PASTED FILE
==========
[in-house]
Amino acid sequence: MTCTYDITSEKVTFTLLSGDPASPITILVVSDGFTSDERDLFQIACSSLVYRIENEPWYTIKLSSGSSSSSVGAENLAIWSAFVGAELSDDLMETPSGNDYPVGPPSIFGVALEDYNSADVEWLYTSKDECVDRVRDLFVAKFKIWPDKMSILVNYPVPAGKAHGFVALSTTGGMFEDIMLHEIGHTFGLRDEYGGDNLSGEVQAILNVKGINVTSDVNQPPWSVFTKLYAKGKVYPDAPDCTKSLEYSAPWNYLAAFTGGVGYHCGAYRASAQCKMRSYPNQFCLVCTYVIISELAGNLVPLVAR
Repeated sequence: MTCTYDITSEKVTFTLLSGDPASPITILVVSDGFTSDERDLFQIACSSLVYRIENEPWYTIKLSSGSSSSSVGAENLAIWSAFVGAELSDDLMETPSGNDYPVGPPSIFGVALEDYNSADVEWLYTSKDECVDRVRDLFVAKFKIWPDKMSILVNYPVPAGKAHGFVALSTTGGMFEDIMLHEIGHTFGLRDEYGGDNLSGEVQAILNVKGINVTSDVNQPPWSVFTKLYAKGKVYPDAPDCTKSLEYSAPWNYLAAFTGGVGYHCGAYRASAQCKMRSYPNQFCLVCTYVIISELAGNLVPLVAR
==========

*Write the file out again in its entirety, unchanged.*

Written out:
[in-house]
Amino acid sequence: MTCTYDITSEKVTFTLLSGDPASPITILVVSDGFTSDERDLFQIACSSLVYRIENEPWYTIKLSSGSSSSSVGAENLAIWSAFVGAELSDDLMETPSGNDYPVGPPSIFGVALEDYNSADVEWLYTSKDECVDRVRDLFVAKFKIWPDKMSILVNYPVPAGKAHGFVALSTTGGMFEDIMLHEIGHTFGLRDEYGGDNLSGEVQAILNVKGINVTSDVNQPPWSVFTKLYAKGKVYPDAPDCTKSLEYSAPWNYLAAFTGGVGYHCGAYRASAQCKMRSYPNQFCLVCTYVIISELAGNLVPLVAR
Repeated sequence: MTCTYDITSEKVTFTLLSGDPASPITILVVSDGFTSDERDLFQIACSSLVYRIENEPWYTIKLSSGSSSSSVGAENLAIWSAFVGAELSDDLMETPSGNDYPVGPPSIFGVALEDYNSADVEWLYTSKDECVDRVRDLFVAKFKIWPDKMSILVNYPVPAGKAHGFVALSTTGGMFEDIMLHEIGHTFGLRDEYGGDNLSGEVQAILNVKGINVTSDVNQPPWSVFTKLYAKGKVYPDAPDCTKSLEYSAPWNYLAAFTGGVGYHCGAYRASAQCKMRSYPNQFCLVCTYVIISELAGNLVPLVAR